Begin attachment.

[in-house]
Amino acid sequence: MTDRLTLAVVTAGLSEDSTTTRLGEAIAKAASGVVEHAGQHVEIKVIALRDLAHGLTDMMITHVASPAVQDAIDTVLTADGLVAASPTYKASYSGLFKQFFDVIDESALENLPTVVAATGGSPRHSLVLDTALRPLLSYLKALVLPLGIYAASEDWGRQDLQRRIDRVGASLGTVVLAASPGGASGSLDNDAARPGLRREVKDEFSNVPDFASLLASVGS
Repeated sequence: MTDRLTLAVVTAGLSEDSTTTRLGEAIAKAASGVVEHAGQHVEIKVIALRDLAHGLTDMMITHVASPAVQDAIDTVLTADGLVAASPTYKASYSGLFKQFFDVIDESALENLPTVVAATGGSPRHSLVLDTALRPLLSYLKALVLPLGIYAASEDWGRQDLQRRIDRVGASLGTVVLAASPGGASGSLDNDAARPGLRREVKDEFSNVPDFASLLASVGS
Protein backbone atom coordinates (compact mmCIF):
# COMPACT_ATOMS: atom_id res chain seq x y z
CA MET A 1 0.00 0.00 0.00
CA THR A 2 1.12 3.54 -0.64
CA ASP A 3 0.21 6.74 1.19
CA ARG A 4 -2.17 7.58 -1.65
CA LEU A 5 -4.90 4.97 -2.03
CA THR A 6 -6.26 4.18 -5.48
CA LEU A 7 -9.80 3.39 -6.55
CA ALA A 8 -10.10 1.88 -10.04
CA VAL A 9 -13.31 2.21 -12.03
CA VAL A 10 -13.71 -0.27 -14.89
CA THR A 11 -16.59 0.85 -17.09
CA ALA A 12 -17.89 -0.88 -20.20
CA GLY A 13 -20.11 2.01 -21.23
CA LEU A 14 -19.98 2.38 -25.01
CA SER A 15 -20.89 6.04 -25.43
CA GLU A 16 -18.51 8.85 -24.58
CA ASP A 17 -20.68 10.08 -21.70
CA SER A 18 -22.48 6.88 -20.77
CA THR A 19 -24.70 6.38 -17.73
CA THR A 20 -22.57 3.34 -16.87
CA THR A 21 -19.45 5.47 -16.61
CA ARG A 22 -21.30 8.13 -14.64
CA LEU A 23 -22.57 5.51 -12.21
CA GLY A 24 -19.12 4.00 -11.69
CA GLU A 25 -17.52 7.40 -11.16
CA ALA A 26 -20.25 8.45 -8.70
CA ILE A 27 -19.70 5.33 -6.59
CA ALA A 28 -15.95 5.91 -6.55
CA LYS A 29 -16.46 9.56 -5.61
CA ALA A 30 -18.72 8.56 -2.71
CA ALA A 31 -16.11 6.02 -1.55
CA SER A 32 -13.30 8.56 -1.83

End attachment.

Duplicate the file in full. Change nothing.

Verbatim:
[in-house]
Amino acid sequence: MTDRLTLAVVTAGLSEDSTTTRLGEAIAKAASGVVEHAGQHVEIKVIALRDLAHGLTDMMITHVASPAVQDAIDTVLTADGLVAASPTYKASYSGLFKQFFDVIDESALENLPTVVAATGGSPRHSLVLDTALRPLLSYLKALVLPLGIYAASEDWGRQDLQRRIDRVGASLGTVVLAASPGGASGSLDNDAARPGLRREVKDEFSNVPDFASLLASVGS
Repeated sequence: MTDRLTLAVVTAGLSEDSTTTRLGEAIAKAASGVVEHAGQHVEIKVIALRDLAHGLTDMMITHVASPAVQDAIDTVLTADGLVAASPTYKASYSGLFKQFFDVIDESALENLPTVVAATGGSPRHSLVLDTALRPLLSYLKALVLPLGIYAASEDWGRQDLQRRIDRVGASLGTVVLAASPGGASGSLDNDAARPGLRREVKDEFSNVPDFASLLASVGS
Protein backbone atom coordinates (compact mmCIF):
# COMPACT_ATOMS: atom_id res chain seq x y z
CA MET A 1 0.00 0.00 0.00
CA THR A 2 1.12 3.54 -0.64
CA ASP A 3 0.21 6.74 1.19
CA ARG A 4 -2.17 7.58 -1.65
CA LEU A 5 -4.90 4.97 -2.03
CA THR A 6 -6.26 4.18 -5.48
CA LEU A 7 -9.80 3.39 -6.55
CA ALA A 8 -10.10 1.88 -10.04
CA VAL A 9 -13.31 2.21 -12.03
CA VAL A 10 -13.71 -0.27 -14.89
CA THR A 11 -16.59 0.85 -17.09
CA ALA A 12 -17.89 -0.88 -20.20
CA GLY A 13 -20.11 2.01 -21.23
CA LEU A 14 -19.98 2.38 -25.01
CA SER A 15 -20.89 6.04 -25.43
CA GLU A 16 -18.51 8.85 -24.58
CA ASP A 17 -20.68 10.08 -21.70
CA SER A 18 -22.48 6.88 -20.77
CA THR A 19 -24.70 6.38 -17.73
CA THR A 20 -22.57 3.34 -16.87
CA THR A 21 -19.45 5.47 -16.61
CA ARG A 22 -21.30 8.13 -14.64
CA LEU A 23 -22.57 5.51 -12.21
CA GLY A 24 -19.12 4.00 -11.69
CA GLU A 25 -17.52 7.40 -11.16
CA ALA A 26 -20.25 8.45 -8.70
CA ILE A 27 -19.70 5.33 -6.59
CA ALA A 28 -15.95 5.91 -6.55
CA LYS A 29 -16.46 9.56 -5.61
CA ALA A 30 -18.72 8.56 -2.71
CA ALA A 31 -16.11 6.02 -1.55
CA SER A 32 -13.30 8.56 -1.83